Revolt from Above

A family-run union for security guards ousts its members

Union membership slipped to an all-time low of 12 percent of the workforce last year, despite valiant organizing efforts to stem the tide. Unions lose members when shops go out of business, move away, or—on rare occasions—are voted out by disgruntled workers. The one thing labor unions never do (unless they're stepping aside to allow another union to replace them) is voluntarily abandon their bargaining units.

Well, make that almost never. In a move that goes totally against the grain of what unions are striving to achieve these days, the embattled leaders of a family-run union representing 3,000 metropolitan-area security guards recently went in the opposite direction, dropping members rather than adding them. This addition-by-subtraction approach emerged as the leaders sought to combat a growing group of dissidents who have challenged their control of the union. Their solution? They decided to fire a healthy chunk of their own membership.

The tactic was unveiled in early December at Long Island Jewish Medical Center in New Hyde Park, one of Long Island's biggest hospitals and employers. Managers there summoned the hospital's 60 security guards to a meeting in the auditorium. At the meeting, hospital chief executive Dennis Dowling announced that their union, the Special and Superior Officers Benevolent Association (SSOBA), had formally notified the medical center that it would no longer represent the security guards.

"He told us, 'We're as shocked as you are,' " says Tim Cantwell, a guard who has worked at the hospital for 15 years and who narrowly lost election as the union's president in 2004. "They said the union hadn't given any reason, only that it didn't want to renew the collective bargaining agreement."

The timing of the announcement was another stunner to the members. Their contract was due to expire at the end of that month, leaving them no power or ability to bargain for a new one.

When guards went to their locker room after the meeting they found a notice from the union had been posted, stating that the members had wasted the union's time by filing "too many grievances." This confused workers even more since no one could recall the union ever taking one of their grievances to arbitration, which is where the biggest costs in the grievance process are encountered.

Several guards phoned the union's headquarters in Babylon, Long Island. Secretaries took their messages. The calls were not returned, according to Cantwell and others.

The silence seemed to confirm what Cantwell, along with other members who had challenged the union's longtime leadership, already suspected: Rather than risk losing their posts in upcoming elections scheduled for later this year, the leaders had decided to drop the entire bargaining unit, thus making Cantwell and others ineligible to run.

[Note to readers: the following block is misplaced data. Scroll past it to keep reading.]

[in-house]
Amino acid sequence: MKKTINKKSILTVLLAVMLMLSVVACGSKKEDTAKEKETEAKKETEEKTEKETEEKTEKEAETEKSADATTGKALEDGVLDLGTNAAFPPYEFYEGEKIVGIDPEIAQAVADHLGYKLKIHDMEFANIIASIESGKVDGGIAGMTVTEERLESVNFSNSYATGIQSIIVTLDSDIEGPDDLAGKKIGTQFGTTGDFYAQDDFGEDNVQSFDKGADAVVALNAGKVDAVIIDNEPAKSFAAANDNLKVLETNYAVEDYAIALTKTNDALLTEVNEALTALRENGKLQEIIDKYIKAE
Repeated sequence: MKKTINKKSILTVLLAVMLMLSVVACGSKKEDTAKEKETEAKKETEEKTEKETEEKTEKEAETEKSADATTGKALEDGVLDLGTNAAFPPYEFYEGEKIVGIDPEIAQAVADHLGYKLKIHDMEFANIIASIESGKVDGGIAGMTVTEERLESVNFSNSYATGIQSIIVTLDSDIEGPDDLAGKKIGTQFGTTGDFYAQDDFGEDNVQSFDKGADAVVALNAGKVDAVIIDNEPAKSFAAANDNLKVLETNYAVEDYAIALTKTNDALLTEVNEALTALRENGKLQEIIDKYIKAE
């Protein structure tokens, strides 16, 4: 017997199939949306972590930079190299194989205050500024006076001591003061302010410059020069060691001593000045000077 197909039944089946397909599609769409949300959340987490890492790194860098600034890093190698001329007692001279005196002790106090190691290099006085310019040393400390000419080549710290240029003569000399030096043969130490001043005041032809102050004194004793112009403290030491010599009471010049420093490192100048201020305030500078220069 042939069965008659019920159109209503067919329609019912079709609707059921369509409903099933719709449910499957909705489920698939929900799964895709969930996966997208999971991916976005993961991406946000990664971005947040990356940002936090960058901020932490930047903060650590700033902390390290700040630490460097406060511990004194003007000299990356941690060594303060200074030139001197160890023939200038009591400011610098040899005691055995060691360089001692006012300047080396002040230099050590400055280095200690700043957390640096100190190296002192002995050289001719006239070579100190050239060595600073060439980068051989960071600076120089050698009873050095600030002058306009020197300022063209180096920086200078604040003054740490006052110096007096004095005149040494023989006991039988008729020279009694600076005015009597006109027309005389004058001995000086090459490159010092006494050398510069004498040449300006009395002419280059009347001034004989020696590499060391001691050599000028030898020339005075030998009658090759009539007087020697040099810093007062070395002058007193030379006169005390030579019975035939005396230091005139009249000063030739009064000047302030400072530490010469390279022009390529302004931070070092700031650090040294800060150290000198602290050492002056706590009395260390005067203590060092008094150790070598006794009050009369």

"I knew exactly what they were doing when I heard it," said Cantwell. "I was the only one left from the slate that ran against them in 2004. Everyone else had been fired with the union refusing to stick up for them. This way, they can say, 'He's no longer a union member, he's not eligible to run.' There was no other rhyme or reason for it."

One of Cantwell's running mates, John Cardiello, said he also believed the union was simply trying to get rid of its troublemakers. Cardiello was a guard at the hospital for three years until shortly after the contested 2004 election, when he was fired after being accused of being improperly away from his post. "The union said there was nothing they could do for me," said Cardiello. At the time, Cardiello said, he was trying to prevent unauthorized vehicles from blocking the hospital's emergency entrance. "I know why they did it," Cardiello said of the union's abandonment of the unit. "We've been a headache to them and we've been trying to get them to do the right thing. And we were running against them. They just don't want any waves."

The same thing happened to Tony Martinez, another former hospital guard who had decided to challenge the leadership in the last election. "I never had a problem until they knew I was running for office," he said. "Next thing I knew they said I was off-post and I was gone. The union came down but didn't do nothing."

Even federal regulators who monitor union conduct said the union's decision to simply walk away from the members at the hospital was a new one to them. "They just dropped the members and the bargaining agreement. It's my first experience where I saw this happen," said Ralph Gerchak, the longtime director of New York's Office of Labor-Management Standards for the U.S. Department of Labor.

But it wasn't the first time the Labor Department had received complaints about the guards union. Two years ago, the department filed suit against the union after it found that 698 members never even received mail ballots to participate in the 2004 vote. It was the first contested election in the union's 35-year history, one that was held only after members filed complaints with the Labor Department. But in the election's aftermath, investigators found that officials in union headquarters didn't even maintain current addresses for a quarter of the union's members. Cardiello and Cantwell said that during their campaigning in the 2004 election they visited many of the smaller companies where the union has members, many of whom work for low wages, only to find that many employees didn't even know they belonged to the union. "They were paying $25 a month in dues, plus initiations of up to $100, and they were getting nothing from the union," said Cardiello.


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